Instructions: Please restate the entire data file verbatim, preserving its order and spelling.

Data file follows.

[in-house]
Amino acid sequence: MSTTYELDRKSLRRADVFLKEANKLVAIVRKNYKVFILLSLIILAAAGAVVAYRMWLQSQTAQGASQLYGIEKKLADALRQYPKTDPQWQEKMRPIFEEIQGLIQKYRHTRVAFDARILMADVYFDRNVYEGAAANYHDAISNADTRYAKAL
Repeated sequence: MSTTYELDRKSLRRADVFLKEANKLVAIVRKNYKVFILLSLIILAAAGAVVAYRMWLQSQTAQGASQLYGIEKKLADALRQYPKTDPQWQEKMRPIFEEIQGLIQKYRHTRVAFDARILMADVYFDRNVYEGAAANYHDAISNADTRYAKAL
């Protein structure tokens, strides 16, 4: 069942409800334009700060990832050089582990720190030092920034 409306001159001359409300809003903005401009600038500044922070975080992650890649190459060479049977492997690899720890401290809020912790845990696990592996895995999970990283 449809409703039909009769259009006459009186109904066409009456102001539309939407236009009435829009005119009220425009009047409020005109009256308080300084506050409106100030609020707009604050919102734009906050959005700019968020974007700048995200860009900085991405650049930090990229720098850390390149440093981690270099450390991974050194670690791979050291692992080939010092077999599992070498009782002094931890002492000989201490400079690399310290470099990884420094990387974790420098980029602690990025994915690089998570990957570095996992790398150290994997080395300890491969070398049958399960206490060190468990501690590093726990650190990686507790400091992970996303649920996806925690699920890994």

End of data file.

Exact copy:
[in-house]
Amino acid sequence: MSTTYELDRKSLRRADVFLKEANKLVAIVRKNYKVFILLSLIILAAAGAVVAYRMWLQSQTAQGASQLYGIEKKLADALRQYPKTDPQWQEKMRPIFEEIQGLIQKYRHTRVAFDARILMADVYFDRNVYEGAAANYHDAISNADTRYAKAL
Repeated sequence: MSTTYELDRKSLRRADVFLKEANKLVAIVRKNYKVFILLSLIILAAAGAVVAYRMWLQSQTAQGASQLYGIEKKLADALRQYPKTDPQWQEKMRPIFEEIQGLIQKYRHTRVAFDARILMADVYFDRNVYEGAAANYHDAISNADTRYAKAL
């Protein structure tokens, strides 16, 4: 069942409800334009700060990832050089582990720190030092920034 409306001159001359409300809003903005401009600038500044922070975080992650890649190459060479049977492997690899720890401290809020912790845990696990592996895995999970990283 449809409703039909009769259009006459009186109904066409009456102001539309939407236009009435829009005119009220425009009047409020005109009256308080300084506050409106100030609020707009604050919102734009906050959005700019968020974007700048995200860009900085991405650049930090990229720098850390390149440093981690270099450390991974050194670690791979050291692992080939010092077999599992070498009782002094931890002492000989201490400079690399310290470099990884420094990387974790420098980029602690990025994915690089998570990957570095996992790398150290994997080395300890491969070398049958399960206490060190468990501690590093726990650190990686507790400091992970996303649920996806925690699920890994």